Stanford's Mason named new coach at Vanderbilt
Stanford suffered its most significant loss of the offseason Friday when defensive coordinator Derek Mason left to become Vanderbilt's head coach.
Mason, the architect of Stanford's first-class defense the past two years, will become the fifth African-American head coach in the history of the Southeastern Conference.
"I am very excited for Derek; this is a great opportunity for he and his wife, Leighanne," Stanford head coach David Shaw said in a statement released by the school. "Derek is a great teacher and motivator, but more importantly he is a man of high character. We wish him success."
The hire was reported by The Tennessean, which received confirmation from a member of the school's search committee. Stanford confirmed Mason's departure Friday afternoon.
"Who's not going to say yes?" Mason told the paper before the move became official. "I think it's a great opportunity to be in a place that does it right."
Mason's departure adds to the Cardinal's winter exodus.
The two-time defending Pac-12 champion is losing nine senior starters, including tailback Tyler Gaffney and star linebackers Trent Murphy and Shayne Skov.
It's losing three early-entry candidates (all starters) to the NFL Draft, including All-American guard David Yankey and all-conference safety Ed Reynolds.
And it's losing quarterbacks/receivers coach and recruiting coordinator Mike Sanford, who became the offensive coordinator at Boise State, his alma mater.
But Mason's departure is arguably the most impactful since quarterback Andrew Luck turned pro two years ago.
Intense but approachable, Mason is extremely popular with the players and a highly effective recruiter. He's also a well-regarded tactician: Mason decoded Oregon's spread offense and has repeatedly tweaked Stanford's schemes to suit its personnel, producing top-rated defenses each of the past two seasons.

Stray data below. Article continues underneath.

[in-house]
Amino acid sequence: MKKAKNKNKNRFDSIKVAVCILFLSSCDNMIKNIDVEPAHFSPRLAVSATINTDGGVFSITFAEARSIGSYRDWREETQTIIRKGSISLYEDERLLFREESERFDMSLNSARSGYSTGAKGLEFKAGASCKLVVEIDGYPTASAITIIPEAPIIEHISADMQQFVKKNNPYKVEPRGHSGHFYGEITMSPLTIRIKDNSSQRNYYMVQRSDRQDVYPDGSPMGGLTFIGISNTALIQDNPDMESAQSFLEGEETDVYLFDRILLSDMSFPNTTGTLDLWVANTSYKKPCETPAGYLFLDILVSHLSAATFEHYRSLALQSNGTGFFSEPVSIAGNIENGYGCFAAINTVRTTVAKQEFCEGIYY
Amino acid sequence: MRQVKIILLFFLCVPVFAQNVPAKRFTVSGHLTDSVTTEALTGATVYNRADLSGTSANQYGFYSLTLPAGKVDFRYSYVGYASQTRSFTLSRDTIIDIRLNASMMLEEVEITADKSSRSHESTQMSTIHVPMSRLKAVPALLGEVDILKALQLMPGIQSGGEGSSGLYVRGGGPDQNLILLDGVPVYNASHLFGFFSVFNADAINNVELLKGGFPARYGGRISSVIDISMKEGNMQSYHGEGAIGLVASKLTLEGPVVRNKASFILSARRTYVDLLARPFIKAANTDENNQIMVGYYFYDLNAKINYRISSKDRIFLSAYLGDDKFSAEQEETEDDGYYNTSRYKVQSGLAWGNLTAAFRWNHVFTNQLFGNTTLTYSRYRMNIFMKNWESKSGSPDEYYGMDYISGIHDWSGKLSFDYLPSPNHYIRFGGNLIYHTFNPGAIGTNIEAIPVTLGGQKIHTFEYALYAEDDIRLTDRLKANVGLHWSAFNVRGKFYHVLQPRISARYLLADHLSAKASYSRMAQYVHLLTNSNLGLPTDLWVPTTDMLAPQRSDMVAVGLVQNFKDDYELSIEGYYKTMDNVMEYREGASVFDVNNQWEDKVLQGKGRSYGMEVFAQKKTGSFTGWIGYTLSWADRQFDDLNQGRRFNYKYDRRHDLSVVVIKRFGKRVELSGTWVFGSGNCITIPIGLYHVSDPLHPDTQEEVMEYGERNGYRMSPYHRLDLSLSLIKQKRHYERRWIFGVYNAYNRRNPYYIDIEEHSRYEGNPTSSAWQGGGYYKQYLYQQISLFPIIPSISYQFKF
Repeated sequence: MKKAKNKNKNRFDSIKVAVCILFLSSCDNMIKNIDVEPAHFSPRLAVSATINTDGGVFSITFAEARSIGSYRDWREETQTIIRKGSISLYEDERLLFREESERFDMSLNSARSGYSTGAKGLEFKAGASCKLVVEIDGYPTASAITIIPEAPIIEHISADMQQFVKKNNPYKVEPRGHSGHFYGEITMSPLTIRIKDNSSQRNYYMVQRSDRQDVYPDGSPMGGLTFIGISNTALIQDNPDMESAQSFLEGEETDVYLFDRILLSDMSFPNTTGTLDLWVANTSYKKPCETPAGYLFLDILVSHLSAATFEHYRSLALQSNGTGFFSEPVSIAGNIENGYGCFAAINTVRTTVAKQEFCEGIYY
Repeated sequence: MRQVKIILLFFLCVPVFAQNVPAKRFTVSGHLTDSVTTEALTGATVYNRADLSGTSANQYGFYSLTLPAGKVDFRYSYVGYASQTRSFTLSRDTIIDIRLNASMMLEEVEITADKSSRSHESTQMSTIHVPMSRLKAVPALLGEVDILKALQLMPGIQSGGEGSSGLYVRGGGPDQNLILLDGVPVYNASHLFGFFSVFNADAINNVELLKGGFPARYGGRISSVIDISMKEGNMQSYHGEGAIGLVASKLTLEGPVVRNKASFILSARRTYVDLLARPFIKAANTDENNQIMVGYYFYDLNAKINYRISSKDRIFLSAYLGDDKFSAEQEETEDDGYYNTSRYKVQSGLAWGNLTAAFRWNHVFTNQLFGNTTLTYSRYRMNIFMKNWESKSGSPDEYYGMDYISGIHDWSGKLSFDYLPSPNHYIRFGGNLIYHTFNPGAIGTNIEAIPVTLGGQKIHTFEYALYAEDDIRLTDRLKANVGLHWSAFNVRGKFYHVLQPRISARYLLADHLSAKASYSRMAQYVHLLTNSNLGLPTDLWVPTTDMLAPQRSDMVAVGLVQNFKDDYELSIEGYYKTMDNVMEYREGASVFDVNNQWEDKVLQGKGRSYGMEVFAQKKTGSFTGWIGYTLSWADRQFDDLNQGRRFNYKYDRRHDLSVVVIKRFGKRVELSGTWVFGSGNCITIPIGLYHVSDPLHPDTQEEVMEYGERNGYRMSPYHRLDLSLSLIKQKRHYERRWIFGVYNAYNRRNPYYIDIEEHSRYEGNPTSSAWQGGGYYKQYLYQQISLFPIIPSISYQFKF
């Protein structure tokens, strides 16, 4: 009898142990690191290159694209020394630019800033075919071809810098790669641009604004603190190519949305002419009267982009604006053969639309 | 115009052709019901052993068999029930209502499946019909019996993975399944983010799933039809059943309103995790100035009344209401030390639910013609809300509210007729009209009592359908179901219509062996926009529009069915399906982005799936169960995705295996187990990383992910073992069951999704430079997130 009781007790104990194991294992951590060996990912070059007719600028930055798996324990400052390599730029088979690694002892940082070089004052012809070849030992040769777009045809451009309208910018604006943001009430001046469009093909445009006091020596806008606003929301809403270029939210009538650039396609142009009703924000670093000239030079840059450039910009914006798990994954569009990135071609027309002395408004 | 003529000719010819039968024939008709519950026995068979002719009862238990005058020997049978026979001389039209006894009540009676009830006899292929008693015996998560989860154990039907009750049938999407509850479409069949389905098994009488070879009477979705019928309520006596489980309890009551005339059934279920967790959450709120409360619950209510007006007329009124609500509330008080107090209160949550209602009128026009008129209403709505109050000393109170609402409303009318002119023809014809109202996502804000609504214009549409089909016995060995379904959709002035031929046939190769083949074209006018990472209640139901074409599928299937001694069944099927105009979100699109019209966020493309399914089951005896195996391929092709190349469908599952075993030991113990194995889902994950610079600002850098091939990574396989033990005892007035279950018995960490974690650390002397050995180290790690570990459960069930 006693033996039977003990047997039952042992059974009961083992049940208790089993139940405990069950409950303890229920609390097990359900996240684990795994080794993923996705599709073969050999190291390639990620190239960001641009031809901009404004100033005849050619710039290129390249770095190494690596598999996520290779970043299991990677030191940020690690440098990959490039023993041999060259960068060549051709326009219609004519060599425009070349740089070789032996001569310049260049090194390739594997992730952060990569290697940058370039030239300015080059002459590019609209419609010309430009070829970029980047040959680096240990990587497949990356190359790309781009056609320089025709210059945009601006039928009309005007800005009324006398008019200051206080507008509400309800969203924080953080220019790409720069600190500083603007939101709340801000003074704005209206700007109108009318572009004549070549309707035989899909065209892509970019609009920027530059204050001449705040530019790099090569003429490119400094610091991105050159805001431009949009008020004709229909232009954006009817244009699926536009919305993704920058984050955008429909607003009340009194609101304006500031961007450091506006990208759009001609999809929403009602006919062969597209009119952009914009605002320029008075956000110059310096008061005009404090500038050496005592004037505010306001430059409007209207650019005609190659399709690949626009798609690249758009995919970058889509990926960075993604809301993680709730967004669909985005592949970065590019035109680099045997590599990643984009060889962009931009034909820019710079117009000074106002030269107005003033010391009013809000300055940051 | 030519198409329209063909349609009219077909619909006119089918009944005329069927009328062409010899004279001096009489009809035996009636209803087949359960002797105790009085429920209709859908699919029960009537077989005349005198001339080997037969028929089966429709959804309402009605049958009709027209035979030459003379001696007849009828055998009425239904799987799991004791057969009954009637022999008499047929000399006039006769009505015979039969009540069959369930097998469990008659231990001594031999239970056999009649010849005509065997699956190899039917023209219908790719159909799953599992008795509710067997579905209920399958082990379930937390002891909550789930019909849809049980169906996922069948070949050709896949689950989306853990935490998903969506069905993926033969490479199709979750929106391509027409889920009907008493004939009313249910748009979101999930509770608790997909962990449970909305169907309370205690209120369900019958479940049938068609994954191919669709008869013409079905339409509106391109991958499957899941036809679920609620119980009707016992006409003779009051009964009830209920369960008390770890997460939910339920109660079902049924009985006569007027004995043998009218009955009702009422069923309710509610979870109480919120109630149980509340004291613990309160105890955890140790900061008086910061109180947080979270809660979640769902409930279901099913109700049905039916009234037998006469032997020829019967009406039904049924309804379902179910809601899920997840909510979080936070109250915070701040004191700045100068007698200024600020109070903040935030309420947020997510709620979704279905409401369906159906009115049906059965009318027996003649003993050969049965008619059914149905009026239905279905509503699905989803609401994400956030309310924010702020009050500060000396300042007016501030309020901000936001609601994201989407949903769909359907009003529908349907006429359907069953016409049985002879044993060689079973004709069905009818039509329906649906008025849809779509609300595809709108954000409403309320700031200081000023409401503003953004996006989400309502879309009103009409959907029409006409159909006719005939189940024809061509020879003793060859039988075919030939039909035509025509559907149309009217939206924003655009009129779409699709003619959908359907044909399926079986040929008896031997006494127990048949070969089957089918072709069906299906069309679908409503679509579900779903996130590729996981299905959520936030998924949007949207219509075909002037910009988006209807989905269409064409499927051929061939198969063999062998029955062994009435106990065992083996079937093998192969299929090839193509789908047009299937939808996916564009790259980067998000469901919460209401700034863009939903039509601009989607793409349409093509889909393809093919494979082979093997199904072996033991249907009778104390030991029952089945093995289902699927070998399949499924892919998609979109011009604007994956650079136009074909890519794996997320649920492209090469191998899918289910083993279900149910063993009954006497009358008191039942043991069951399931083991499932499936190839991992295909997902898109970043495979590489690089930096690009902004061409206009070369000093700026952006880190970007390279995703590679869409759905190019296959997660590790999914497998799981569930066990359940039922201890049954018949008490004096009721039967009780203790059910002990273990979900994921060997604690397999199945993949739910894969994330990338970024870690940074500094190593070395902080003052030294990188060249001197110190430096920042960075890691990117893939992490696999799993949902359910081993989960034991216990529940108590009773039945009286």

"He's just got tremendous drive, and he's really passionate," Skov said of Mason prior to the Rose Bowl. "That's an infectious kind of attitude. And he knows what he's doing.
"With our team defensively past two, three years, people have come and gone, things have changed. We've got new guys, different skill sets, and he's done a tremendous job kind of changing and planning what we do to fit to the guys we have."
Vanderbilt, which lost coach James Franklin to Penn State, also considered former Stanford offensive coordinator Pep Hamilton, currently in the same post with the Indianapolis Colts.
Athletic David Williams has mentioned the Cardinal's success as a potential model for Vanderbilt, according to The Tennessean. Both are private schools with high admissions standards competing against huge universities with richer football traditions.
If anything, winning conference titles at Vanderbilt, which was 9-4 last season, is a greater challenge than Stanford. The Pac-12 doesn't have a triumvirate of powerhouse programs that can match Alabama, LSU and Florida.
Mason will undoubtedly recruit against Stanford for prospects in the southeast, and perhaps nationally.
Mason, who grew up in Phoenix and attended Northern Arizona, joined Stanford's staff in 2010 as the secondary coach. He was elevated to the role of coordinator by Shaw a year later, when Vic Fangio followed Jim Harbaugh to the 49ers.
Mason was a finalist for the 2012 Broyles Award, given to the nation's top assistant coach.